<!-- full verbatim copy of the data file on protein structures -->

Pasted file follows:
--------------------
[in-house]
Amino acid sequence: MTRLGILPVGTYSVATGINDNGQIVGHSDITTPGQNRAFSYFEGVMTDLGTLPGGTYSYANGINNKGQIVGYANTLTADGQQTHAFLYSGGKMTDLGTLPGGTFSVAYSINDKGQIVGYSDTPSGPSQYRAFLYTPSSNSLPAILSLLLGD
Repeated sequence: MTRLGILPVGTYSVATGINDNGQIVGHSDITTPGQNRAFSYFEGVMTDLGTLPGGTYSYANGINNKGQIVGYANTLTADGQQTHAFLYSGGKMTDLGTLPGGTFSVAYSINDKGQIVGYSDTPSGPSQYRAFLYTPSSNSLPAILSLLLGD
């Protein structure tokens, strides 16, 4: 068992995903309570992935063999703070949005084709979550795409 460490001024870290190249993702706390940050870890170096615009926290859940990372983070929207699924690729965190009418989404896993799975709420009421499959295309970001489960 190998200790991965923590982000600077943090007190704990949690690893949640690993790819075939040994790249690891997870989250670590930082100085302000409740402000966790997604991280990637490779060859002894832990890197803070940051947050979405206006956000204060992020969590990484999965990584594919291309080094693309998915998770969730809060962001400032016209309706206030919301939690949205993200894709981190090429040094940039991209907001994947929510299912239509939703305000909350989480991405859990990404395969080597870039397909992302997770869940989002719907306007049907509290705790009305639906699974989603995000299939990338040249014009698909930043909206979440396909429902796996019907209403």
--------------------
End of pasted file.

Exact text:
[in-house]
Amino acid sequence: MTRLGILPVGTYSVATGINDNGQIVGHSDITTPGQNRAFSYFEGVMTDLGTLPGGTYSYANGINNKGQIVGYANTLTADGQQTHAFLYSGGKMTDLGTLPGGTFSVAYSINDKGQIVGYSDTPSGPSQYRAFLYTPSSNSLPAILSLLLGD
Repeated sequence: MTRLGILPVGTYSVATGINDNGQIVGHSDITTPGQNRAFSYFEGVMTDLGTLPGGTYSYANGINNKGQIVGYANTLTADGQQTHAFLYSGGKMTDLGTLPGGTFSVAYSINDKGQIVGYSDTPSGPSQYRAFLYTPSSNSLPAILSLLLGD
């Protein structure tokens, strides 16, 4: 068992995903309570992935063999703070949005084709979550795409 460490001024870290190249993702706390940050870890170096615009926290859940990372983070929207699924690729965190009418989404896993799975709420009421499959295309970001489960 190998200790991965923590982000600077943090007190704990949690690893949640690993790819075939040994790249690891997870989250670590930082100085302000409740402000966790997604991280990637490779060859002894832990890197803070940051947050979405206006956000204060992020969590990484999965990584594919291309080094693309998915998770969730809060962001400032016209309706206030919301939690949205993200894709981190090429040094940039991209907001994947929510299912239509939703305000909350989480991405859990990404395969080597870039397909992302997770869940989002719907306007049907509290705790009305639906699974989603995000299939990338040249014009698909930043909206979440396909429902796996019907209403």